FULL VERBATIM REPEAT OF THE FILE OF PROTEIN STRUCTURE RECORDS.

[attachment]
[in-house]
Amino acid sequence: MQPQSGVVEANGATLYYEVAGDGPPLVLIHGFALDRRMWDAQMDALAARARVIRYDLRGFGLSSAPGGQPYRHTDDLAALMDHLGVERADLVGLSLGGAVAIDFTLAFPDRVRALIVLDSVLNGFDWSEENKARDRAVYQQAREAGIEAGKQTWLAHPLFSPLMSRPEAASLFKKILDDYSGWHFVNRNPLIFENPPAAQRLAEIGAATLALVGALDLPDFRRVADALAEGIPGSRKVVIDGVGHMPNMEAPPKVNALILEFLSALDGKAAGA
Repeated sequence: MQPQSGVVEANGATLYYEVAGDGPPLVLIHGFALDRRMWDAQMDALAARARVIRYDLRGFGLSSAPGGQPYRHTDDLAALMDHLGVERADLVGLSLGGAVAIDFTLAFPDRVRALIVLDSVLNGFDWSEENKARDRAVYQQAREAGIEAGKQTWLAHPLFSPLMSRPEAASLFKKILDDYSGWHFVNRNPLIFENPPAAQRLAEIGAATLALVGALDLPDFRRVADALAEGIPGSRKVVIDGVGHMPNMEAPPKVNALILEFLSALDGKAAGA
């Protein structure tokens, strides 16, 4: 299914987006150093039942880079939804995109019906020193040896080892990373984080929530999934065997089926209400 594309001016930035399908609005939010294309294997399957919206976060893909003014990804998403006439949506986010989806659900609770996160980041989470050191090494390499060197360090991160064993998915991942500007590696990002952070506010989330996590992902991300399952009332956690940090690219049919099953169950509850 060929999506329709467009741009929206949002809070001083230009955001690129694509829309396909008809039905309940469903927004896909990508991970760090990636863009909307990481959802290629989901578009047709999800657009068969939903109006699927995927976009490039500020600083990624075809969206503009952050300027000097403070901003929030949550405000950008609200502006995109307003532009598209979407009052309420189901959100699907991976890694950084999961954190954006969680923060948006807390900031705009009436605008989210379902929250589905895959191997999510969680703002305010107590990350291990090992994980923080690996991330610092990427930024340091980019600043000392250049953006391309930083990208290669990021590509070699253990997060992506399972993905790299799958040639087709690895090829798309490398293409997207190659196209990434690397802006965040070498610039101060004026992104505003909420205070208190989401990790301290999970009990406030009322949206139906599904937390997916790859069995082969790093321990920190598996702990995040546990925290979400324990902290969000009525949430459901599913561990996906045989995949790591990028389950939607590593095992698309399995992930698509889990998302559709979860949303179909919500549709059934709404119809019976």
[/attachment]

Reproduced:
[in-house]
Amino acid sequence: MQPQSGVVEANGATLYYEVAGDGPPLVLIHGFALDRRMWDAQMDALAARARVIRYDLRGFGLSSAPGGQPYRHTDDLAALMDHLGVERADLVGLSLGGAVAIDFTLAFPDRVRALIVLDSVLNGFDWSEENKARDRAVYQQAREAGIEAGKQTWLAHPLFSPLMSRPEAASLFKKILDDYSGWHFVNRNPLIFENPPAAQRLAEIGAATLALVGALDLPDFRRVADALAEGIPGSRKVVIDGVGHMPNMEAPPKVNALILEFLSALDGKAAGA
Repeated sequence: MQPQSGVVEANGATLYYEVAGDGPPLVLIHGFALDRRMWDAQMDALAARARVIRYDLRGFGLSSAPGGQPYRHTDDLAALMDHLGVERADLVGLSLGGAVAIDFTLAFPDRVRALIVLDSVLNGFDWSEENKARDRAVYQQAREAGIEAGKQTWLAHPLFSPLMSRPEAASLFKKILDDYSGWHFVNRNPLIFENPPAAQRLAEIGAATLALVGALDLPDFRRVADALAEGIPGSRKVVIDGVGHMPNMEAPPKVNALILEFLSALDGKAAGA
């Protein structure tokens, strides 16, 4: 299914987006150093039942880079939804995109019906020193040896080892990373984080929530999934065997089926209400 594309001016930035399908609005939010294309294997399957919206976060893909003014990804998403006439949506986010989806659900609770996160980041989470050191090494390499060197360090991160064993998915991942500007590696990002952070506010989330996590992902991300399952009332956690940090690219049919099953169950509850 060929999506329709467009741009929206949002809070001083230009955001690129694509829309396909008809039905309940469903927004896909990508991970760090990636863009909307990481959802290629989901578009047709999800657009068969939903109006699927995927976009490039500020600083990624075809969206503009952050300027000097403070901003929030949550405000950008609200502006995109307003532009598209979407009052309420189901959100699907991976890694950084999961954190954006969680923060948006807390900031705009009436605008989210379902929250589905895959191997999510969680703002305010107590990350291990090992994980923080690996991330610092990427930024340091980019600043000392250049953006391309930083990208290669990021590509070699253990997060992506399972993905790299799958040639087709690895090829798309490398293409997207190659196209990434690397802006965040070498610039101060004026992104505003909420205070208190989401990790301290999970009990406030009322949206139906599904937390997916790859069995082969790093321990920190598996702990995040546990925290979400324990902290969000009525949430459901599913561990996906045989995949790591990028389950939607590593095992698309399995992930698509889990998302559709979860949303179909919500549709059934709404119809019976």